Shown above is a summary of the physiology of a neuro-muscular junction in a newly introduced visual language called Systems Biology Graphical Notation (SBGN). Developed to standardize and simplify a knowledge database in an exploding field of Systems Biology, the language is touted to represent “networks of biochemical interactions in a standard, unambiguous way” in order to “foster efficient and accurate representation, visualization, storage, exchange and reuse of information on all kinds of biological knowledge, from gene regulation, to metabolism, to cellular signaling.”
Caltech has released the following statement about SBGN:
SBGN will make it easier for biologists to understand each other’s models and share network diagrams more easily, which, Hucka says, has never been more important than in today’s era of high-throughput technologies and large-scale network reconstruction efforts. [Michael Hucka is a senior research fellow and codirector of the Biological Network Modeling Center at Caltech’s Beckman Institute –ed.] A standard graphical notation will help researchers share this mass of data more efficiently and accurately, which will benefit systems biologists working on a variety of biochemical processes, including gene regulation, metabolism, and cellular signaling.
“Finally, and perhaps most excitingly,” adds Hucka, “I believe that, just as happened with the engineering fields, SBGN will act as an enabler for the emergence of new industries devoted to the creation of software tools for working with SBGN, as well as its teaching and publication.”
Previous graphical notations in biology have tended to be ambiguous, used in different ways by different researchers, and only suited to specific needs–for example, to represent metabolic networks or signaling pathways. Past efforts to create a more rigid notation failed to become accepted as a standard by the community. Hucka and his collaborators believe that SBGN should be more successful because it represents a more concerted effort to establish a standard by engaging many biologists, modelers, and software-tool developers. In fact, many of those involved in the SBGN effort are the same pioneers who proposed previous notations, demonstrating the degree to which they endorse SBGN as a new standard.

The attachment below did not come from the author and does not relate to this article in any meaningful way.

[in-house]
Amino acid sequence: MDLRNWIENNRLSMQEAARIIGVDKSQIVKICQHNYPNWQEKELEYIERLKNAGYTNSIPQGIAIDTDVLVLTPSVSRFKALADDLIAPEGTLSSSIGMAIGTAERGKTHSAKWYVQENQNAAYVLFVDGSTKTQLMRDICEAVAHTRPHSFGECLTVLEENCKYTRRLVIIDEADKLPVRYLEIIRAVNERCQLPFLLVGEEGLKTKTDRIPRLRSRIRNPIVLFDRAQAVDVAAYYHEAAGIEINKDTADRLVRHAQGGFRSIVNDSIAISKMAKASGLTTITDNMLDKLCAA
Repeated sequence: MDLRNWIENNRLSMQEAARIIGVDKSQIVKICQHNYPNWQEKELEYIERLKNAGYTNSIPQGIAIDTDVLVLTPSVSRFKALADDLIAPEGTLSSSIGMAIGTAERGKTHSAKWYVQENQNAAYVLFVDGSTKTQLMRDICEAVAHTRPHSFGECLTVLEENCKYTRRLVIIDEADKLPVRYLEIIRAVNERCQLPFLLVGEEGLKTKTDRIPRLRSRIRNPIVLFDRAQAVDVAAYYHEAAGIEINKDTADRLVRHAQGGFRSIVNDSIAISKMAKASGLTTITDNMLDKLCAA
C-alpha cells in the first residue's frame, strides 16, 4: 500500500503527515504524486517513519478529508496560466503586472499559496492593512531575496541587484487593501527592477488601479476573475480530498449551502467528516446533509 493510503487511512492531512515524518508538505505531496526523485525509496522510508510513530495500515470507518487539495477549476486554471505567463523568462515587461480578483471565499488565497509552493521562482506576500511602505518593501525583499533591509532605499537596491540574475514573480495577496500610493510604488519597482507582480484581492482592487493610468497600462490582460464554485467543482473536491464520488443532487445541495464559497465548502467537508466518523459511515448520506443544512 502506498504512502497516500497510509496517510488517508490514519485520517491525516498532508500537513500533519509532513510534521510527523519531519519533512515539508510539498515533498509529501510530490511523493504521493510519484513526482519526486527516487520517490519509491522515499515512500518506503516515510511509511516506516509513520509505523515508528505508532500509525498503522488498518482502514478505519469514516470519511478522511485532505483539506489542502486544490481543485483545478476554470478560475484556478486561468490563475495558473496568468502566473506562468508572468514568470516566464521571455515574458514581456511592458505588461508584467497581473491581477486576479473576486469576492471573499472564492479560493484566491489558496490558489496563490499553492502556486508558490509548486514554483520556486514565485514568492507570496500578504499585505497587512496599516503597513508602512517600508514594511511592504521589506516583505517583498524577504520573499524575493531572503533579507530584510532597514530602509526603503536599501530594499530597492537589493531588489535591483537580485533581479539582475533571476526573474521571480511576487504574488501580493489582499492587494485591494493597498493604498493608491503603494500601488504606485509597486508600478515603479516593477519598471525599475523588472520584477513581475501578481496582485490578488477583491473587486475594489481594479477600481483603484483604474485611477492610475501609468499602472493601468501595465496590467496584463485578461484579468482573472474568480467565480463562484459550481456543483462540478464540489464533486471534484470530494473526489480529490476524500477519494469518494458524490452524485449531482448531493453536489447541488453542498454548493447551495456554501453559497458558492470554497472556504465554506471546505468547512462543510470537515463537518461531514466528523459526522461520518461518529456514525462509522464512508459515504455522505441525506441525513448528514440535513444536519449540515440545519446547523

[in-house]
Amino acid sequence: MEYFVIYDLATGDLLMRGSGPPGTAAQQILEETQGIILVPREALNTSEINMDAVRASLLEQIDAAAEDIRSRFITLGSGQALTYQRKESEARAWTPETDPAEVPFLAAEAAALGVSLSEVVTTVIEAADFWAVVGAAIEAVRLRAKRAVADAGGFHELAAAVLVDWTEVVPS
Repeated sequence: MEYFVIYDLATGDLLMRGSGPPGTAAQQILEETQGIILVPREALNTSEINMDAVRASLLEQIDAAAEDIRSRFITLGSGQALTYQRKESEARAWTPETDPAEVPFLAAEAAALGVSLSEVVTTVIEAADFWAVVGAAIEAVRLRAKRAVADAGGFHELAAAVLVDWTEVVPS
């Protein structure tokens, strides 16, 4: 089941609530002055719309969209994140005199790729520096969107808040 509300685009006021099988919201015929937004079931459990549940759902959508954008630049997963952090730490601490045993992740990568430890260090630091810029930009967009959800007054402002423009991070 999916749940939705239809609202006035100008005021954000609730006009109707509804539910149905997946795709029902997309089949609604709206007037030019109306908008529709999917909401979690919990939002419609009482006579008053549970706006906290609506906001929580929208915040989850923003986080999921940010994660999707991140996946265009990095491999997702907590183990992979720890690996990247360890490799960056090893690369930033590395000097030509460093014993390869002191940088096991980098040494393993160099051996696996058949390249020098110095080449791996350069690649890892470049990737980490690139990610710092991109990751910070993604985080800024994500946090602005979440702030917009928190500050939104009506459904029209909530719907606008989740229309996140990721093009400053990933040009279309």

To ensure that this new visual language does not become too vast and complicated, the researchers decided to define three separate types of diagram, which describe molecular process, relationships between entities, and links among biochemical activities. These different types of diagrams complement each other by representing different “views” of the same information, presented in different ways for different purposes, but reusing most of the same graphical symbols. This approach reduces the complexity of any one type of diagram while broadening the range of what can be expressed about a given biological system.
To learn more about SBGN, follow these links:
Abstract in Nature Biotechnology: The Systems Biology Graphical Notation Nature Biotechnology 27, 735 – 741 (2009)
Press release: Caltech Scientists Help Launch the First Standard Graphical Notation for Biology…
Flashback: BioModels: a Computational Systems Biology Database